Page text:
We spoke to Nigel who works in the men’s centre in the Wicklow mountains. The work he does has helped a lot of people coming from addiction to get on the right track and leave addiction in the rear-view mirror. We asked him a few questions about his journey and what is necessary to achieve recovery in the long term. This is what he had to say:

(Nigel today - 2022)

I'm 47 now and I've been in addiction, I first started using drugs when I was a really young boy. 11, or 12 years of age. My parents were really against drugs, they probably didn't know even what drugs were. But, because Irish drinking culture was acceptable back then, I suppose at the age of 16, I started drinking. It was only on weekends, but I would have been allowed at 16/17 years of age to do that. I started using drugs at a very young age and learned how to hide that at a very young age from my parents, I became very good at that. I've always hid my addiction from my family all throughout the entire process or my active fusing life. I think it is the same for everyone. Anyone that knows addiction, you don't want other people to see what you're doing because you know, what you're doing is wrong. I had that sense that what I was doing was wrong.

Learning how to hide, I became very good at hiding what I was doing. I'm surprised that my family didn't suspect drug use way earlier. I didn’t start using heroin until I was 31 years of age. For an addict that's really late. I that heroin is the beginning of the end for addicts. I know that today because the majority of the ones I knew are dead and they started when they were 16 or 17.

I come from a kind of a broken home, my mom and dad worked hard. My dad drank hard, that was the culture of the time. I was experiencing lots of arguments, lots of runaways from my father. I wanted to be away from it and when drugs came along and that was the escape. I know my family loved me but nobody knew what I was going through. Because I didn't voice it. I couldn't voice it.

I worked from a young age, I left school at the age of 15 and the work fuelled the addiction, I worked for my drug abuse. I worked Monday to Friday, and I wouldn't be seen, I would stay at home very rarely. I’d leave work, go to friends’ houses, smoke, we would be doing speed or ecstasy or whatever.  So although that was my family home, I was very rarely there.

I had many circles of friends because some liked certain drugs, and some didn't. Some just smoked and others were interested in speed and ecstasy. At one stage, I was even a skateboarder, I wasn't into that sort of stuff. I lived that kind of a lifestyle for some time but it was really about the drugs. Because those people were using and listening to heavy metal. It was the progression to harder drugs that changed my circle of friends over time.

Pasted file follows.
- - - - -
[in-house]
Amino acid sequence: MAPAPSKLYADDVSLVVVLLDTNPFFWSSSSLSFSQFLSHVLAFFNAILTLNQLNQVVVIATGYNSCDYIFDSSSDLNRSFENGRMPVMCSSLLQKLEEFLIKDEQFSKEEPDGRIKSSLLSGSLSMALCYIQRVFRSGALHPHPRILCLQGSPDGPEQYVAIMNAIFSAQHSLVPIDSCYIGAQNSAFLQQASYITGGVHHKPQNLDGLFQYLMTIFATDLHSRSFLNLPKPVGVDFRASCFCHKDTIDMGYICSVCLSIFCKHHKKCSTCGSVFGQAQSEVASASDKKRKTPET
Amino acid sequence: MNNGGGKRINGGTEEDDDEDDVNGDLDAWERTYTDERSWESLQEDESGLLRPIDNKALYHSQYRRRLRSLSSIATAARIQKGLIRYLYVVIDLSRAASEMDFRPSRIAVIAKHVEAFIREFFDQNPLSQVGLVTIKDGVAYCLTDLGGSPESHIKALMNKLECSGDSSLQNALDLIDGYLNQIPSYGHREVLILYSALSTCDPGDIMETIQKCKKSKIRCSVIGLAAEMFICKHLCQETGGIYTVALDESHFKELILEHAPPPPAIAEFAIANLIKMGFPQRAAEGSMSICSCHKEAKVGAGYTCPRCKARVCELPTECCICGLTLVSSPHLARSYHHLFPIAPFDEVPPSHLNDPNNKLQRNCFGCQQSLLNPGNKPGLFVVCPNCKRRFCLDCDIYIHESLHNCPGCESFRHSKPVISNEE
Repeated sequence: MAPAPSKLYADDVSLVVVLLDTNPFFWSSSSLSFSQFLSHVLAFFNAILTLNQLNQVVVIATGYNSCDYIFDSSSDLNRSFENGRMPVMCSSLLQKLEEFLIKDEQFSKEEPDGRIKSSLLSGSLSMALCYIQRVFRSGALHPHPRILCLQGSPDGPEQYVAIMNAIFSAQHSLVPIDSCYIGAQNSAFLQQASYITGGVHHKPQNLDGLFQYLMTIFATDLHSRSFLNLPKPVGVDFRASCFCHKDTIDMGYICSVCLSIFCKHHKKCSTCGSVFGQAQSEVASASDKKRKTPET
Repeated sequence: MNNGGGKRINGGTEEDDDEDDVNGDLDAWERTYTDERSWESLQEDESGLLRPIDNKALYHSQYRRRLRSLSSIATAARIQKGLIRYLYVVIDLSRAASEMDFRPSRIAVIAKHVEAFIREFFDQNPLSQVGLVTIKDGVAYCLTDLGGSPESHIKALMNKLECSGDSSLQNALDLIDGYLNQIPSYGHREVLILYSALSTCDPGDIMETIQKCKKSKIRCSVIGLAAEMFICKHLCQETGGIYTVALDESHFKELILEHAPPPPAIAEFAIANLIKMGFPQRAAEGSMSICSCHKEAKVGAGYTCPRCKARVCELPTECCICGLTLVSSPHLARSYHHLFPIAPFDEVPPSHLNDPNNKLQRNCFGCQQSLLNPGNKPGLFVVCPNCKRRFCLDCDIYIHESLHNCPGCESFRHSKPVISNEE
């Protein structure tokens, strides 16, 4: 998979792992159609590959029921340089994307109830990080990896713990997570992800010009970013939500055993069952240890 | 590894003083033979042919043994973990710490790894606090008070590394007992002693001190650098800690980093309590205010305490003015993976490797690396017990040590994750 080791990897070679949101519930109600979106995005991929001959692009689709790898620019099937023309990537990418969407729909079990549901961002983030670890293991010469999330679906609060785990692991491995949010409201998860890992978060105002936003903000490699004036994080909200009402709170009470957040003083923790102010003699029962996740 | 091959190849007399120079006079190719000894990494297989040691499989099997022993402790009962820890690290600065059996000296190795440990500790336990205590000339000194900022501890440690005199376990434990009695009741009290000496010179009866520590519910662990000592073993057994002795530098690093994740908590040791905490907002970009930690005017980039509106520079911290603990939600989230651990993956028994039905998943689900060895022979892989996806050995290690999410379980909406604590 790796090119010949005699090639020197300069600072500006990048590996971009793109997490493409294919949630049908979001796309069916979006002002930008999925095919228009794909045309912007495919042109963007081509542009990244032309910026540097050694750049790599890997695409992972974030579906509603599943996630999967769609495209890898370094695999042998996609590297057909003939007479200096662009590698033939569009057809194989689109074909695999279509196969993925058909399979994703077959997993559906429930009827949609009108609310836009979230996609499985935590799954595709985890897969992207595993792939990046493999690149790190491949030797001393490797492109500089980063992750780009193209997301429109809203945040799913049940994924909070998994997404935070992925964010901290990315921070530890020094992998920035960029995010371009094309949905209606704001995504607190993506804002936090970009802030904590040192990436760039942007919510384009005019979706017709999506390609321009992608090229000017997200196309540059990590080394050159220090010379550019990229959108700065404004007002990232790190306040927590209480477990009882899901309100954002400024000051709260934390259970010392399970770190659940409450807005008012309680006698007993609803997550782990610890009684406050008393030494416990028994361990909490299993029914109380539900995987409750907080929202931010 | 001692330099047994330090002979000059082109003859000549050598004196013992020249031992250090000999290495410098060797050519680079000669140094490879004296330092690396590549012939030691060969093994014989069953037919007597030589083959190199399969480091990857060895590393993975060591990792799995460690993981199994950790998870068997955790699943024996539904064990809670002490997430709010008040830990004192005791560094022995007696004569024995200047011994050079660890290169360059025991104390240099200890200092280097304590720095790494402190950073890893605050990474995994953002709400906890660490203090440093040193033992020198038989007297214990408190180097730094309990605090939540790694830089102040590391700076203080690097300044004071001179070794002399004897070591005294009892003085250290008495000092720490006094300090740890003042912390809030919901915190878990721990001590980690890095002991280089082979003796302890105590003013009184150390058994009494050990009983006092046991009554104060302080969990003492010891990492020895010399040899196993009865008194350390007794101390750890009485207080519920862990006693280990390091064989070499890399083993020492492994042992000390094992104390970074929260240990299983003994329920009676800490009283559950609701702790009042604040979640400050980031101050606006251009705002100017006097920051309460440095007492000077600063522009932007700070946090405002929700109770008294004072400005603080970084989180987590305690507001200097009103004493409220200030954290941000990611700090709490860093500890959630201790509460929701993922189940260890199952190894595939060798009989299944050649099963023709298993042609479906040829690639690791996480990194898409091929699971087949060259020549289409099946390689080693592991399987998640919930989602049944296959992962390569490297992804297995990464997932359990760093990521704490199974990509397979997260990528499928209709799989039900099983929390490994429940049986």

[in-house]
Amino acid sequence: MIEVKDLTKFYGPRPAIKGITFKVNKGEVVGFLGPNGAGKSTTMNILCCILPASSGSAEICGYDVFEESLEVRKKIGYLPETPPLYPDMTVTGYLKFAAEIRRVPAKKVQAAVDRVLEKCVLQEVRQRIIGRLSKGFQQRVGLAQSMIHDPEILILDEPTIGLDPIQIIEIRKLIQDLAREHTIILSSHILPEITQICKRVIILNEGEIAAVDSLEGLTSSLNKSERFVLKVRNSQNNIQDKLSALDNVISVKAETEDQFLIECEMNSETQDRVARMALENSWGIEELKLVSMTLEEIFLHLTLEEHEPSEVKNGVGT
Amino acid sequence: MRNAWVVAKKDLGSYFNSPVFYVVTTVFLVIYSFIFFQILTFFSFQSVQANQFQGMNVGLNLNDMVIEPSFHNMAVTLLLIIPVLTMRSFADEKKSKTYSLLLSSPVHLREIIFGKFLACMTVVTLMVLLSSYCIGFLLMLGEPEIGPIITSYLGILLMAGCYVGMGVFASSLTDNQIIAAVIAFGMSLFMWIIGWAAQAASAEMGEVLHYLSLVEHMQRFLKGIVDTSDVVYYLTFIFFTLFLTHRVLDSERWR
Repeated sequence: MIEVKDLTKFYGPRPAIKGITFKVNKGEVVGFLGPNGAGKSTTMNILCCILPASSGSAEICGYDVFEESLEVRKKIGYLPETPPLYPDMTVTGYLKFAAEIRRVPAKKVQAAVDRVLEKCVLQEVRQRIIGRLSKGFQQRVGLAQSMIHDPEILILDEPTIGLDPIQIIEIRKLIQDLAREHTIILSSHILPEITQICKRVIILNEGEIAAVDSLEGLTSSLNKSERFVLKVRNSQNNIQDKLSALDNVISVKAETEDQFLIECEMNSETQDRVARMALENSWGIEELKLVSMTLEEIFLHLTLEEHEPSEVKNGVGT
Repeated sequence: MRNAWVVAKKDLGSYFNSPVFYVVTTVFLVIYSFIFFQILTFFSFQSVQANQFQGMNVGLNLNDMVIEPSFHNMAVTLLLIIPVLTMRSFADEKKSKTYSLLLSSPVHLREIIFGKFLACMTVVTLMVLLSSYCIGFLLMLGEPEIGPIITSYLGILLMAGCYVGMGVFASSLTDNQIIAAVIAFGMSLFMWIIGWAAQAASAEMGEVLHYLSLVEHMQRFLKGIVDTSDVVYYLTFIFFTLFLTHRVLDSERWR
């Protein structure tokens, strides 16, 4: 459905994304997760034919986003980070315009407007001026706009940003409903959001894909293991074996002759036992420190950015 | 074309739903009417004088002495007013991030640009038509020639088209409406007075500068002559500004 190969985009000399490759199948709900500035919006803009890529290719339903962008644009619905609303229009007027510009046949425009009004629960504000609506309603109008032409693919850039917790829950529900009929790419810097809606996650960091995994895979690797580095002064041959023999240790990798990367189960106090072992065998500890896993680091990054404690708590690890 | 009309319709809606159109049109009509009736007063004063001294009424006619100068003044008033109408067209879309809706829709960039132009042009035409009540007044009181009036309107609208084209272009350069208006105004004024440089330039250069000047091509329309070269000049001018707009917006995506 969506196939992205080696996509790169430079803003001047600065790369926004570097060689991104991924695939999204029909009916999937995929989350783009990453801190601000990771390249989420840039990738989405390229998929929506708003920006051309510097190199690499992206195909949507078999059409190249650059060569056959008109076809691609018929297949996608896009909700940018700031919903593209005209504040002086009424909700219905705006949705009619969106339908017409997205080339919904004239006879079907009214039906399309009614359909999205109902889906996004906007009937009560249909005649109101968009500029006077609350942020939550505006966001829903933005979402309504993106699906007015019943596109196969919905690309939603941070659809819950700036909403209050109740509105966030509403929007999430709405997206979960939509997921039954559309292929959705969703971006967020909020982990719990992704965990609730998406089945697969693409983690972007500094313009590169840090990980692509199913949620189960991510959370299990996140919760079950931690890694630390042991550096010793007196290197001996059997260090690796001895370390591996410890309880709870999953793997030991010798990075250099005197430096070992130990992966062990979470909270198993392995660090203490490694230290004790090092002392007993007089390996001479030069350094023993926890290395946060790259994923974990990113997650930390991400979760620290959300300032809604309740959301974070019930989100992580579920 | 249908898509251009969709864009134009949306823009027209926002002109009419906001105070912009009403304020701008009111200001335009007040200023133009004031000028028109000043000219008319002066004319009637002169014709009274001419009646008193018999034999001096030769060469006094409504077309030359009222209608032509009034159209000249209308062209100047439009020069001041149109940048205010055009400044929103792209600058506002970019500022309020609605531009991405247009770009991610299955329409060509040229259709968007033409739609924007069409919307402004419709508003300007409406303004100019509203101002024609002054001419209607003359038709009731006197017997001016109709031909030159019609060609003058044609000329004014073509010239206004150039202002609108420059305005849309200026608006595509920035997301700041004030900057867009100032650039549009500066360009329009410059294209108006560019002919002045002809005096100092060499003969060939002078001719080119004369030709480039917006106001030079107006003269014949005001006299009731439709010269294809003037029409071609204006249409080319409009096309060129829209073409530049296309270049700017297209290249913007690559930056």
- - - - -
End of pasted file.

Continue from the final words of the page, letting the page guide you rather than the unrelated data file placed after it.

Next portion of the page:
I like the place where I grew up, I played football with my peers and I’ve spent a lot of time outdoors. Up until I started using drugs and drinking frequently. They were really good friends now, thankfully, some of them are still around today. And I see them every now and again. The closeness of community was valued, everyone knew everyone. But I didn't think anyone knew my business. I didn't think anyone knew what was going on in my house, at that time.

Today, after experiencing the freedom I have, I'm okay. I've been to seven treatments. Coming home after treatments was very difficult. I always felt like I was like a heroin addict, a person other people would have looked down on. Inside, I felt like the person who walked out on his family because he wanted his heroin more than his family.

I never really talked to my family about my lifestyle until I got into serious debt. I got into a lot of debt for cocaine and I had no money to pay. When I told them about my abuse issues they were shocked. They couldn't believe they didn't know that this was going on with me. They had no idea whatsoever that I was doing what I was doing.

Physically it took a toll on me also. I went down to seven and a half stone which for me in comparison I'm about 16 stone today. So that's less than half of the size that I am now and my family had to see me like that. That hurts me still. Your family are the people that love you most in this world, those friends that we talked about earlier, they're not, and they don't have the same unconditional love.

So what would I say to people out there battling personal demons? If you're entering into this lifestyle, or you're already in it, and you're that far gone, no matter how bad you think you are, your family still love you more than you'll ever know. So talk to them, be open with them, and reach out to them. Reach out to people.

I was an introvert and the drugs made me an extrovert. It's okay to be an introvert, it's okay to be that person who is a little bit shyer than everyone else. I wanted to be like that, I wanted to be the centre of whatever group I was hanging around with. I took a lot of drugs, or put a lot of stuff into my system to be the centre of attention. All you need is your family and a few good friends.

Now I don't want to speak for anyone else but I suppose the only thing you to say is just to be yourself. I am really happy being Nigel. I have a beautiful wife who loves me and my son gives me a hug when I come home. I'm not trying to be anyone other than who I am today. I love who I am today. I love the freedom I've been given.

Tiglin Column 

Tiglin Column: 2nd of April 2022